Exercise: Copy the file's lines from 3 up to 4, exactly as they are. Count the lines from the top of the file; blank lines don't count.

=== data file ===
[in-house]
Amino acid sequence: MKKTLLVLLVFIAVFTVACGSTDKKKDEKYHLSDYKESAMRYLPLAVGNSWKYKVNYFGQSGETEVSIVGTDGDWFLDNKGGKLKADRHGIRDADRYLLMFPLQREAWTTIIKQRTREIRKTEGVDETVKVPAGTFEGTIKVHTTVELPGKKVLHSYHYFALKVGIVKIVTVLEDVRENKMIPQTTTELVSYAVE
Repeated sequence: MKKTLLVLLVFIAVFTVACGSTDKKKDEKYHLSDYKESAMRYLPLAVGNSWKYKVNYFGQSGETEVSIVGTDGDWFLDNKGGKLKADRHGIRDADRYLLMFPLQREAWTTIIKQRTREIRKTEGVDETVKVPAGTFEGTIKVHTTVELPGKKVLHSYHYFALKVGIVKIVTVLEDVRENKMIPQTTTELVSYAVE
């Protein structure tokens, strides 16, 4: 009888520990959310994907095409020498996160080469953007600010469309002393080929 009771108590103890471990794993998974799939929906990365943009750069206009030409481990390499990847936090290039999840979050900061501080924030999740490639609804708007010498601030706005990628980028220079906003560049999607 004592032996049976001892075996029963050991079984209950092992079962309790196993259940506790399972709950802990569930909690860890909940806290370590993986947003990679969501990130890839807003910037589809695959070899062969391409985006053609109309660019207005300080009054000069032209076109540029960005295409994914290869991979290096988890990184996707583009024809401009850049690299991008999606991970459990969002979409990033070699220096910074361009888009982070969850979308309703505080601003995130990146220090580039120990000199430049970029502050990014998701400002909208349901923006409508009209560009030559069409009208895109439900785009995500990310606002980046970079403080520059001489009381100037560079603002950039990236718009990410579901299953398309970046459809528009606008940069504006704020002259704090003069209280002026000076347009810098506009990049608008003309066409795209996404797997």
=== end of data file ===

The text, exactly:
Repeated sequence: MKKTLLVLLVFIAVFTVACGSTDKKKDEKYHLSDYKESAMRYLPLAVGNSWKYKVNYFGQSGETEVSIVGTDGDWFLDNKGGKLKADRHGIRDADRYLLMFPLQREAWTTIIKQRTREIRKTEGVDETVKVPAGTFEGTIKVHTTVELPGKKVLHSYHYFALKVGIVKIVTVLEDVRENKMIPQTTTELVSYAVE
């Protein structure tokens, strides 16, 4: 009888520990959310994907095409020498996160080469953007600010469309002393080929 009771108590103890471990794993998974799939929906990365943009750069206009030409481990390499990847936090290039999840979050900061501080924030999740490639609804708007010498601030706005990628980028220079906003560049999607 004592032996049976001892075996029963050991079984209950092992079962309790196993259940506790399972709950802990569930909690860890909940806290370590993986947003990679969501990130890839807003910037589809695959070899062969391409985006053609109309660019207005300080009054000069032209076109540029960005295409994914290869991979290096988890990184996707583009024809401009850049690299991008999606991970459990969002979409990033070699220096910074361009888009982070969850979308309703505080601003995130990146220090580039120990000199430049970029502050990014998701400002909208349901923006409508009209560009030559069409009208895109439900785009995500990310606002980046970079403080520059001489009381100037560079603002950039990236718009990410579901299953398309970046459809528009606008940069504006704020002259704090003069209280002026000076347009810098506009990049608008003309066409795209996404797997």